Cookies on this website
We use cookies to ensure that we give you the best experience on our website. If you click 'Continue' we'll assume that you are happy to receive all cookies and you won't see this message again. Click 'Find out more' for information on how to change your cookie settings.

The interaction between a T cell and an antigen-presenting cell (APC) can trigger a signaling response that leads to T cell activation. Prior studies have shown that ligation of the T cell receptor (TCR) triggers a signaling cascade that proceeds through the coalescence of TCR and various signaling molecules (e.g., the kinase Lck and adaptor protein LAT [linker for T cell activation]) into microdomains on the plasma membrane. In this study, we investigated another ligand-receptor interaction (CD58-CD2) that facilities T cell activation using a model system consisting of Jurkat T cells interacting with a planar lipid bilayer that mimics an APC. We show that the binding of CD58 to CD2, in the absence of TCR activation, also induces signaling through the actin-dependent coalescence of signaling molecules (including TCR-zeta chain, Lck, and LAT) into microdomains. When simultaneously activated, TCR and CD2 initially colocalize in small microdomains but then partition into separate zones; this spatial segregation may enable the two receptors to enhance signaling synergistically. Our results show that two structurally distinct receptors both induce a rapid spatial reorganization of molecules in the plasma membrane, suggesting a model for how local increases in the concentration of signaling molecules can trigger T cell signaling.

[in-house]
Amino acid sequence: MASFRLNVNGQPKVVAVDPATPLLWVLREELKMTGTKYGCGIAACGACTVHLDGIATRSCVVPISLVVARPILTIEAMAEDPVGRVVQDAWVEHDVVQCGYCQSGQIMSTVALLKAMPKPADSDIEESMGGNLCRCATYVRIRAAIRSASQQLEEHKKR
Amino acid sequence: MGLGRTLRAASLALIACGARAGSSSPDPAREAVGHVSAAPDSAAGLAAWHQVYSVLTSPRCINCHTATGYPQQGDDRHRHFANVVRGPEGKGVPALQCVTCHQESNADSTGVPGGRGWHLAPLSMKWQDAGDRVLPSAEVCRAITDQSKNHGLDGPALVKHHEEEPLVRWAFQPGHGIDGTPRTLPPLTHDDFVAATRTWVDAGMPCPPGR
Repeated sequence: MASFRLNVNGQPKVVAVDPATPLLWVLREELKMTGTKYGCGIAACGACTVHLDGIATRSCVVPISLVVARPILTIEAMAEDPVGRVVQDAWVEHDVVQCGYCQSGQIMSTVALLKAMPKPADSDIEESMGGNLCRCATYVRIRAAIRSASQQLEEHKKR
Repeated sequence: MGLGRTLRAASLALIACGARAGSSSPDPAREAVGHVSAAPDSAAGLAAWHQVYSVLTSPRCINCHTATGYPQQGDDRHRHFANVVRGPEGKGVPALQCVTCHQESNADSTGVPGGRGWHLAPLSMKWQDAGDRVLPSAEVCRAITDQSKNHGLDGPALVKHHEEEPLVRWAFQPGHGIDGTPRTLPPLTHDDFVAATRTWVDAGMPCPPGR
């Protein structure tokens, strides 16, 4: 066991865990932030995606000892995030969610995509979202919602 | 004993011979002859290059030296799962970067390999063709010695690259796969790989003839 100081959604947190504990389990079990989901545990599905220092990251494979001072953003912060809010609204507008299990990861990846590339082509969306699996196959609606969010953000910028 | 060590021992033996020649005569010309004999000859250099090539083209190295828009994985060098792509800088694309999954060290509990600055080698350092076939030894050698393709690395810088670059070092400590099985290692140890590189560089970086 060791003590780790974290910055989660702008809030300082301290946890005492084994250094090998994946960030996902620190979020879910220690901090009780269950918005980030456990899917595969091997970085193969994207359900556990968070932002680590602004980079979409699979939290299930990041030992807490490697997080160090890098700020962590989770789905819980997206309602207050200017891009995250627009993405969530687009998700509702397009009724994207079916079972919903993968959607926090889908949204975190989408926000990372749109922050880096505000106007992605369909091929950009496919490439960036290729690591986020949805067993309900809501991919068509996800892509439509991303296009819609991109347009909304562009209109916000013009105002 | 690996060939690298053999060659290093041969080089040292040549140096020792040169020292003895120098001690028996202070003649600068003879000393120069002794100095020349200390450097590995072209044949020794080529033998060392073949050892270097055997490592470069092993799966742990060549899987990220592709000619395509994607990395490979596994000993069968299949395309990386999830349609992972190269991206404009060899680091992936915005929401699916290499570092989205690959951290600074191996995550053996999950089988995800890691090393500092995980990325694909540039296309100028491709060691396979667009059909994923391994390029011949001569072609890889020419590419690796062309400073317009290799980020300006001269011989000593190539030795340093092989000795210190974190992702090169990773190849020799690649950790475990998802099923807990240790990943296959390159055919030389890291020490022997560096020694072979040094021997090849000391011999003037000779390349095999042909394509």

Original publication

DOI

10.1083/jcb.200809136

Type

Journal article

Journal

The Journal of Cell Biology

Publication Date

05/2009

Volume

185

Pages

521 - 534

Addresses

Department of Cellular and Molecular Pharmacology, The Howard Hughes Medical Institute, University of California, San Francisco, San Francisco, CA 94143, USA.

Keywords

Antigen-Presenting Cells, T-Lymphocytes, Cell Membrane, Membrane Microdomains, Animals, Humans, Antigens, CD58, Intercellular Adhesion Molecule-1, Receptors, Antigen, T-Cell, Antigens, CD, Antigens, CD2, Cell Adhesion, Signal Transduction, Drug Synergism